By Geraldine Mishev
January 14, 2015
Credit: Kevin Shields/Alamy

Three words: The Snake River. Three more. That’s not all. The mighty Snake, offering both flat water and whitewater sections, does run the length of Jackson Hole, but we’ve also got dozens and dozens of lakes. Enough of these have boat ramps and are accessible by car to keep you occupied for a summer. For those valley lakes that aren’t so easily accessible, there’s a new type of watercraft called a packraft. A company here, Jackson Hole Packrafts, is one of the few in the country to rent these boats, which weigh about 5 pounds, fold up to fit into a medium-sized backpack, and can inflate in about five minutes so you can take them most anywhere boats are legal. There aren’t any backcountry lakes on my list below, but if you’re feeling adventurous and want a lake to yourself, rent a packraft and hike to any of the Top 5 Lakes to Visit in Grand Teton National Park. But a day on a section of the Snake River, or on a shimmering, glacial-fed lake at the foot of the Tetons is pretty perfect too.

String Lake

String Lake is the most boat- and family-friendly lake in Grand Teton National Park because of its uniformly shallow waters and its picnic-perfect northern shore. Living up to its name, this long, skinny lake connects two larger lakes, Jenny Lake and Leigh Lake. Paddle up String, negotiate a short portage and you can paddle on Leigh Lake too.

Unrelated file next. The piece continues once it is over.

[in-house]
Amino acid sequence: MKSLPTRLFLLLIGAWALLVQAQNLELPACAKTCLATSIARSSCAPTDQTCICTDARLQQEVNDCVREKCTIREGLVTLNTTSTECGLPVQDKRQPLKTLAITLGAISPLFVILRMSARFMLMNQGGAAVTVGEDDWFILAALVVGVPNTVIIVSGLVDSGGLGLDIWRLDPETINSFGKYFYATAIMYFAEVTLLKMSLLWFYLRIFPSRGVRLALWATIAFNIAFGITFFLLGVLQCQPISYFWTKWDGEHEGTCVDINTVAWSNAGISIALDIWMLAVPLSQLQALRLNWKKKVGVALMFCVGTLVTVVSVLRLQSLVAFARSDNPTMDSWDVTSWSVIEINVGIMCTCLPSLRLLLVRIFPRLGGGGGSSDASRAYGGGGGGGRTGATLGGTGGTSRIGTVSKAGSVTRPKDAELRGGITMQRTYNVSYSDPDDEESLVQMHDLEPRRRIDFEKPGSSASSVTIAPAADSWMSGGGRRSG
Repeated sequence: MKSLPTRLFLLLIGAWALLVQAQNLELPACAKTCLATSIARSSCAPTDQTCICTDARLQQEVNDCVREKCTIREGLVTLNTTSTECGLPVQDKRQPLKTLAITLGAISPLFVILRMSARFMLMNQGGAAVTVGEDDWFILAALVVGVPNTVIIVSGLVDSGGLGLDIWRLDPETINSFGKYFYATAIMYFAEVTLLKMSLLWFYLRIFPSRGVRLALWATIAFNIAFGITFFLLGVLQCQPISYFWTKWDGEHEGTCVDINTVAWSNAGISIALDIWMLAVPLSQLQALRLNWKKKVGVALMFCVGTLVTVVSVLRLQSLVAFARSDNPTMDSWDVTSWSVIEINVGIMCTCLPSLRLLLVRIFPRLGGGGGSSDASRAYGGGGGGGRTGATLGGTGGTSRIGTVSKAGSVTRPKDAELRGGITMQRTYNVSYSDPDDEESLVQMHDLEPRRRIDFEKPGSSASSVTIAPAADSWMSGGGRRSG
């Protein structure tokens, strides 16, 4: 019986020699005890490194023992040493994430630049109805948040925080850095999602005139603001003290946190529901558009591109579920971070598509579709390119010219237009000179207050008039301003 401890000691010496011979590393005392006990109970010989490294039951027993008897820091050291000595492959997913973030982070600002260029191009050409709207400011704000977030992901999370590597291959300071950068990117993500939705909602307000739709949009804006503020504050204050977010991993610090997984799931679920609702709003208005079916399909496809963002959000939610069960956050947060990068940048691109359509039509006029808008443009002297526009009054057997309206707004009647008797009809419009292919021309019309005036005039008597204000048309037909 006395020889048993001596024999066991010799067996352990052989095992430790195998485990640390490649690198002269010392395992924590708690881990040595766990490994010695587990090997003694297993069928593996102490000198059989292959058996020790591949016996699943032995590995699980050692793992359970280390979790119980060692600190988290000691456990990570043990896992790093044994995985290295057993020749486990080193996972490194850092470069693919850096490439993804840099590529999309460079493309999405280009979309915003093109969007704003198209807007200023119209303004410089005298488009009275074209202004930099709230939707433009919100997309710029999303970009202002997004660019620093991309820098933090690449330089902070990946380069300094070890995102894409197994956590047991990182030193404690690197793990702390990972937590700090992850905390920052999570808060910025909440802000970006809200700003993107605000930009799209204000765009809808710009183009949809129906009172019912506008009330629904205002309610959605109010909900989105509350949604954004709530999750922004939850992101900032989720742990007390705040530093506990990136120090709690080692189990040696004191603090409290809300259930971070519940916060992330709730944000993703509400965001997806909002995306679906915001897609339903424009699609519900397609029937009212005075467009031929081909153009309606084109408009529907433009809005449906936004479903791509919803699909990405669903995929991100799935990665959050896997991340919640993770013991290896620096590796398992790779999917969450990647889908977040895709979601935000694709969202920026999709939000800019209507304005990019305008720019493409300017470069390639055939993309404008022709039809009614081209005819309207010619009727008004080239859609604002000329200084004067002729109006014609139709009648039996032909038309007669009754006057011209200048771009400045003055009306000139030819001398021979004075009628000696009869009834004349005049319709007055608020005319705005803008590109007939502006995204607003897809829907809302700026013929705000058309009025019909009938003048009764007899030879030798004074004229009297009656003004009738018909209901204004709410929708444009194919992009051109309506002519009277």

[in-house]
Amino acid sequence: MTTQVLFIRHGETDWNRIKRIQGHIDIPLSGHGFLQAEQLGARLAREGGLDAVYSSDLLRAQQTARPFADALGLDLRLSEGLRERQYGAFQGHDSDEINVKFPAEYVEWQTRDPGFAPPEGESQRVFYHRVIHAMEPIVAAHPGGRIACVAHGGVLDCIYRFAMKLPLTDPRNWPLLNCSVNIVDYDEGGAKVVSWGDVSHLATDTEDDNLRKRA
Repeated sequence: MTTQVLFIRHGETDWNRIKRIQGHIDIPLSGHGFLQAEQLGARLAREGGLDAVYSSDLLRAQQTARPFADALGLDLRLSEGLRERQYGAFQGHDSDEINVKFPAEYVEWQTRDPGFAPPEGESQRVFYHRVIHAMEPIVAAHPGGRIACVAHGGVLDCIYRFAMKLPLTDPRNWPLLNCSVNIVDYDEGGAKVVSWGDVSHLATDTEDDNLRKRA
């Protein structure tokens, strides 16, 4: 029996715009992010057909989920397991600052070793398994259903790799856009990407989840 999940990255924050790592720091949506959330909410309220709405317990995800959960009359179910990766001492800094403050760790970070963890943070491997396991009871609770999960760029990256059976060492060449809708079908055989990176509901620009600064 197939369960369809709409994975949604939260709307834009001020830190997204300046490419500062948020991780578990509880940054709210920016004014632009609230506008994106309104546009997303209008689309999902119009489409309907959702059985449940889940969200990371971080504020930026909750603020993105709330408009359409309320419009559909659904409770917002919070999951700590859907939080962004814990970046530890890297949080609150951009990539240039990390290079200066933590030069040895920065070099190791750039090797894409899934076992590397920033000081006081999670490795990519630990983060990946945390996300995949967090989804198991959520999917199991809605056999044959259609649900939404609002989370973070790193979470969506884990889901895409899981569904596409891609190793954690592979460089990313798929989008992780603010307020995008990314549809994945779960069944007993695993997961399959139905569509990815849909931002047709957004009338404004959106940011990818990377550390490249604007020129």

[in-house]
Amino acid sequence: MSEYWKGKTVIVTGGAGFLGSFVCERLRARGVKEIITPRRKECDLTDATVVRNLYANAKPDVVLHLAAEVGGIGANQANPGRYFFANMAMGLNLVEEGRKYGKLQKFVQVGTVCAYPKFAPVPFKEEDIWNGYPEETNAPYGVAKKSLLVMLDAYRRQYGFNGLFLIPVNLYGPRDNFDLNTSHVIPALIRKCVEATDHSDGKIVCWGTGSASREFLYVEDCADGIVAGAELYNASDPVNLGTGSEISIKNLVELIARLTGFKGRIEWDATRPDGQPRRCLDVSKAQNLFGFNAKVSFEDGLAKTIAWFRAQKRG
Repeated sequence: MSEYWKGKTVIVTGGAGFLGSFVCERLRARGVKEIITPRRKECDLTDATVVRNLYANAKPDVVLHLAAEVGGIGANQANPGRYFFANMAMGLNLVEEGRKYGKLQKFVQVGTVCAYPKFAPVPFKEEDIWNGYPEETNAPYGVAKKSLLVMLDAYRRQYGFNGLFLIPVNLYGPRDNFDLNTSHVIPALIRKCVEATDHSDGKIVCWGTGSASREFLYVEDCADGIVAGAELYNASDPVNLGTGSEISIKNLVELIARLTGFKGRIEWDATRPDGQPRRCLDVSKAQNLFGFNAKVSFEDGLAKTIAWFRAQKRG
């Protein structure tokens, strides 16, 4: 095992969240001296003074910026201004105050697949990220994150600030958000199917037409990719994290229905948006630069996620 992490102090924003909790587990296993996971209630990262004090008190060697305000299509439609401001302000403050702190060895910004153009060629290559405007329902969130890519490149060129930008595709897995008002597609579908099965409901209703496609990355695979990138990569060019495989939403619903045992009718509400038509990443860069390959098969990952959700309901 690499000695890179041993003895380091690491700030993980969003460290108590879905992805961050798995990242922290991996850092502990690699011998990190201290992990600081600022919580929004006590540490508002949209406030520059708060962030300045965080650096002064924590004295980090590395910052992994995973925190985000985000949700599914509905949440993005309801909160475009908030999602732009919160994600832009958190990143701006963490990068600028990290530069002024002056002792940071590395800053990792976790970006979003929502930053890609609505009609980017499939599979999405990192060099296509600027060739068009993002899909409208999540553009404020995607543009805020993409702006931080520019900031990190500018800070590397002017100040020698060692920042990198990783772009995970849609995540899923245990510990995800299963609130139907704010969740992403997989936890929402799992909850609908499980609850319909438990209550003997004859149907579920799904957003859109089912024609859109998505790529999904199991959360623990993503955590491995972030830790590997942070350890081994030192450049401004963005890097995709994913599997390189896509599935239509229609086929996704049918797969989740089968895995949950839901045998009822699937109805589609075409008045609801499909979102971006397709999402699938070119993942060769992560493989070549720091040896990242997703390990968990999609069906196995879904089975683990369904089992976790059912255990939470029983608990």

Lower Slide Lake

Created when a 1925 landslide dammed the Gros Ventre River, Lower Slide Lake’s crystalline waters are perfect for SUPing (rentals available in Jackson). Canoeists and kayakers also love the lake for its up-close views of the long-ago landslide—the whole area is a national geologic site—and the unique experience of paddling among ghost trees.

Snake River Dam to Pacific Creek

The Oxbow Bend turnout off Grand Teton National Park’s main road is arguably the most popular spot for photographs in the park. Why settle for views from the road when you can paddle Oxbow Bend itself? A five-mile section of flat water that begins just below Jackson Lake Dam allows you to navigate into Oxbow Bend before paddling back to the main river and continuing down to the boat ramp at Pacific Creek.

Snake River, Pacific Creek to Deadman’s Bar

Equally great for fishing and photos, this stretch of river doesn’t have rapids, but multiple channels and downed trees make it ill-suited for beginners. If you have the skills, expect to spot wildlife like moose and elk in addition to mountains on this TK-mile section. Double your paddle by continuing to Moose rather than ending at Deadman’s Bar.

Jackson Lake

Best for experienced paddlers because of its size and unpredictable winds, Jackson Lake has canoe- and kayak-to campsites on its western shore that feel wonderfully remote. The largest island (and maybe the only island) in Wyoming, Elk Island, is in the middle of the southern end of the lake and makes a great day destination.